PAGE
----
Mapmaker, Daniel O’Madigan Kennedy Celebrates His First 100 Years
By Hylan Beydler, USGS, Rolla, Missouri
Col. (Retired) Daniel O’Madigan Kennedy’s first one hundred years are awash with tears and smiles. Mr. Kennedy celebrated his 100th birthday March 5, 2001 with nearly 400 friends and family members. Kennedy is a decorated veteran of World War I and World War II who became Chief Topographic Engineer for the Central Region (position now known as Mapping Center Chief) at the USGS in Rolla, Missouri in 1948 and retired from the Survey in 1970 in that capacity.
Mr. Kennedy’s career with the Survey began in 1926 when he was a student at the Missouri School of Mines (MSM--now the University of Missouri-Rolla) in Rolla, Missouri. In 1926 with a degree in Civil Engineering he went on to complete the junior engineer civil service requirements and earned a Master’s Degree in 1935 (Civil Engineering).
In 1942, he entered the U.S. Army Corps of Engineers and in 1944 Kennedy was assigned as commander of the 1681st Engineer Survey Liaison Detachment, called “Kennedy’s Kommandos.” In 1944 he distinguished himself in the European Theater serving under General George S. Patton, Jr. in the 3rd Army, where he was General Patton’s chief mapmaker.
General Patton agonized over the Army’s inability to discover the location of a particular Nazi gun. Only the enemy had any information about the gun’s location – a quite frustrating situation for the Army. When pondering possible courses of action, Kennedy said, “That’s what you’ve got me for. I was sent here to augment the engineering section. We can plot the trajectories.”
The problem was that the Germans were using their own map grid system. By translating the German map grid system to the American standard, we found the tunnel where the gun was mounted on a railway car, gave the artillery all the pertinent information, and they destroyed the gun.
Kennedy later served as Chief Topographic Engineer for the Army’s Map Service in Washington, D.C., and was called again to active army service as deputy task force engineer on the Eniwetok Atomic Bomb experiments in the Marshall Islands. Kennedy settled in at the Survey as Chief Topographic Engineer for the Central in 1948 until his retirement on February 13, 1970.
In a ceremony at Fort Leonard Wood, Missouri on his 99th birthday, he was awarded the Legion of Honor for service in France during World War I. The U.S. Department of Veterans Affairs has been assisting France in its effort to bestow the National Order of the Legion of Honor (that country's highest honor) to surviving members of the U.S. armed forces who fought on French soil during World War I.
Mr. Kennedy’s first century was marked with a number of celebrations. American Legion Post 270 of Rolla honored Col. Kennedy February 15 for more than 80 years of service to the community and country. Post Commander, Jimmy Brown, introduced Kennedy and referred to him as “one of the most valued treasures in Rolla’ and a “man of the millennium.”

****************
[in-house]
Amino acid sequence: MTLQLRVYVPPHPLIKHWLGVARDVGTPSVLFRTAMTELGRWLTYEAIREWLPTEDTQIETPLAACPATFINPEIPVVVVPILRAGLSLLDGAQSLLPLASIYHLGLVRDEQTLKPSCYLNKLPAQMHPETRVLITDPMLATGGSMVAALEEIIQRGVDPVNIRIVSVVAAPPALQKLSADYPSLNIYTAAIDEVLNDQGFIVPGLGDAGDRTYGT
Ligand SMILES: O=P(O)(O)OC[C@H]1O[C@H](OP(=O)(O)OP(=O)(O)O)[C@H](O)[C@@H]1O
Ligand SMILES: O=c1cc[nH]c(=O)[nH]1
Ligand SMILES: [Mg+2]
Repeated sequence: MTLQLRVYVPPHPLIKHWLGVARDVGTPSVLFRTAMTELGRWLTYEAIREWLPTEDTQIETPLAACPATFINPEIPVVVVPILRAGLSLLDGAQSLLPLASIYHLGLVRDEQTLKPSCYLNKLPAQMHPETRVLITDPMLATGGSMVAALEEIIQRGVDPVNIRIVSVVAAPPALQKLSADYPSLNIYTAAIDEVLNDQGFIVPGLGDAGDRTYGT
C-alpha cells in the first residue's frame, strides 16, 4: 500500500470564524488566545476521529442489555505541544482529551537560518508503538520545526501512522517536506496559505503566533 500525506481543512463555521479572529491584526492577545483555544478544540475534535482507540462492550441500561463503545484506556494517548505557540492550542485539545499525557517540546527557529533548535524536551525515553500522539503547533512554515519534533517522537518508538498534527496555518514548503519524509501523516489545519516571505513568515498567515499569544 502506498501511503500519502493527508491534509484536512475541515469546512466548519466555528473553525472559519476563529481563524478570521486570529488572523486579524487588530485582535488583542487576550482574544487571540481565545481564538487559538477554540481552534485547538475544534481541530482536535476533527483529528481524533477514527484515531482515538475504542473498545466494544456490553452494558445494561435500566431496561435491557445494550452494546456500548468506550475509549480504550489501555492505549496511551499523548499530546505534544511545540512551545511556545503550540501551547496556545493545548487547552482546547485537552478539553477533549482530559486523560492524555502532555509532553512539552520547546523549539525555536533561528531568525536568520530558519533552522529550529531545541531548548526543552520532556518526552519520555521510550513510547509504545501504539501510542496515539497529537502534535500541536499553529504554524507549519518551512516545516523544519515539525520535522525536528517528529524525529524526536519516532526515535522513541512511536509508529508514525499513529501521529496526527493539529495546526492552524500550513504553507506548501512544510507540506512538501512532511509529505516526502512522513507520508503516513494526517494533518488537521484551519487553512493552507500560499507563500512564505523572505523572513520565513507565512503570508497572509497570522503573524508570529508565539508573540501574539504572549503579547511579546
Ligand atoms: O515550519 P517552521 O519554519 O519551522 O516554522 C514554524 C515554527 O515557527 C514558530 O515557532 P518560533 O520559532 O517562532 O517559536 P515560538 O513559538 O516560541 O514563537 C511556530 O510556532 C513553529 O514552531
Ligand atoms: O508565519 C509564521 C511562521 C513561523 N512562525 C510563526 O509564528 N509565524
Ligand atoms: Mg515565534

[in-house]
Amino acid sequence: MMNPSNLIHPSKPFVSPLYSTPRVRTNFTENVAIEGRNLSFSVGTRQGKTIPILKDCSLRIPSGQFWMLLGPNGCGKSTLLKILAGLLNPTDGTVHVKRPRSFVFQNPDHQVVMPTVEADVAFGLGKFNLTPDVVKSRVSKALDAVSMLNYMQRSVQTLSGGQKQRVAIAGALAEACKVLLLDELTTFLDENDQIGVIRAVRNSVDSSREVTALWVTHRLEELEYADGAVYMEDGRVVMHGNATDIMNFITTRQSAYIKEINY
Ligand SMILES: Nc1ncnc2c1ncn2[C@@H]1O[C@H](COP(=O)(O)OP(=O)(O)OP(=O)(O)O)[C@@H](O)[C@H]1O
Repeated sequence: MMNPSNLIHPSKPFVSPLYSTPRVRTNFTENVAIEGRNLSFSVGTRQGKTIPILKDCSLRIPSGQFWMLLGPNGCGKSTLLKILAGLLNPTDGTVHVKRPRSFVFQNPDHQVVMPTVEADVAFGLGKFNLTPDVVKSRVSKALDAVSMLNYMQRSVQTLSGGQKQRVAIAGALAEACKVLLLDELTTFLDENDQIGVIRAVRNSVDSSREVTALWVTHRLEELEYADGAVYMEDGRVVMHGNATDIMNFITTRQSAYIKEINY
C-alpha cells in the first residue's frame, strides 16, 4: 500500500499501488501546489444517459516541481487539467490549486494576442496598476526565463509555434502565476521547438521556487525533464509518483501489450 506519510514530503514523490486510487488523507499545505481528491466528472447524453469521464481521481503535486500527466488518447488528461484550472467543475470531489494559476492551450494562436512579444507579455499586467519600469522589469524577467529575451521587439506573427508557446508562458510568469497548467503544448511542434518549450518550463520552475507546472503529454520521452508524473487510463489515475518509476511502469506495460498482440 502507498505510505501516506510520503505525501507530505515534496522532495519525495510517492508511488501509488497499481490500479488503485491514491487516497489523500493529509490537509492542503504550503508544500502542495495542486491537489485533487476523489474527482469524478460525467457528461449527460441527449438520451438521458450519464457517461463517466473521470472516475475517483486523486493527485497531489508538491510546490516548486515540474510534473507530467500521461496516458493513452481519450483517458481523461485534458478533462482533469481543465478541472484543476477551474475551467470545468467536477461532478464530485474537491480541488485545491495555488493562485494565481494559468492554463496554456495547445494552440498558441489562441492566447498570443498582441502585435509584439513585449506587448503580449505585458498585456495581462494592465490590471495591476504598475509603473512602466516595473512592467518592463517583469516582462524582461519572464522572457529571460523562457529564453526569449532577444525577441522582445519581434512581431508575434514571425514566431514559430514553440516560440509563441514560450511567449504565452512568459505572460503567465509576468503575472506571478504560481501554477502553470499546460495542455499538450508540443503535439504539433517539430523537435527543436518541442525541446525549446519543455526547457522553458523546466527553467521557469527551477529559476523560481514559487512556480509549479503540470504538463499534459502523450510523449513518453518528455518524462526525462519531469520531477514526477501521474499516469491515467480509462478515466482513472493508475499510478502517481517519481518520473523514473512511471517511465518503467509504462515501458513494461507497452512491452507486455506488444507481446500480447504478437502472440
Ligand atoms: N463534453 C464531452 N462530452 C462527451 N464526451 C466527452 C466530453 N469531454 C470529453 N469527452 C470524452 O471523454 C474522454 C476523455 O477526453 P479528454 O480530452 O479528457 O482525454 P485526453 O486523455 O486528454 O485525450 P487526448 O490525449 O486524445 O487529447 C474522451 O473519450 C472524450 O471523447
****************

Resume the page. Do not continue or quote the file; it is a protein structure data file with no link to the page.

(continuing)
February 21, Missouri Governor Mel Carnahan and Mrs. Jean Carnahan hosted a luncheon in Mr. Kennedy’s honor. Governor Carnahan spoke and presented a proclamation recognizing Mr. Kennedy’s public, military, and civil service. According to Jean Carnahan, it was the largest reception ever held in the mansion.
Kennedy also received a letter from USGS Director Charles Groat. Dr. Groat’s letter commended Kennedy stating, “It gives me great pleasure to wish you birthday greetings in honor of your 100th birthday. I am particularly proud of your faithful service to the U.S. Geological Survey…Your contributions to the success of the USGS during your service in Rolla include increasing the stature of the USGS in the community, contributing to the diversity of the USGS workforce, and advancing the work, and the employees of the Center.
March 5, Oak Meadow Country Club in Rolla was the site for Dan’s 100th birthday celebration. Max Ethridge, Mid-Continent Mapping Center (USGS, Rolla, Missouri), read and presented a letter wishing birthday greetings and commending Kennedy for his contributions to the United States, the USGS and in the US Army. “Your distinguished Army service in both World Wars… exemplify your strength of spirit and determination….Your ingenuity in translating the German map grid system to the American standard, resulting in your award of the Bronze Star by General Patton, is an inspiring example of your enviable reputation as one committed to excellence.
April 17 Jo Ann Emerson, U.S. Representative from Missouri’s Eighth District, presented Mr. Kennedy the U.S. Flag that was flown in honor of his birthday the month prior. The room was filled with USGS employees, former colleagues, and friends.
“I have so many friends,” Kennedy said. He holds his colleagues in high regard saying, “People talk about the USGS being a family, but I insist they “are” family.”
Mr. Kennedy authored a book recounting his life, “SURVEYING THE CENTURY a Soldier of the Two World Wars, and Topographic Engineer, Remembers. Daniel Kennedy resides in his home at 1955 Monterey Court, Rolla, MO 65401.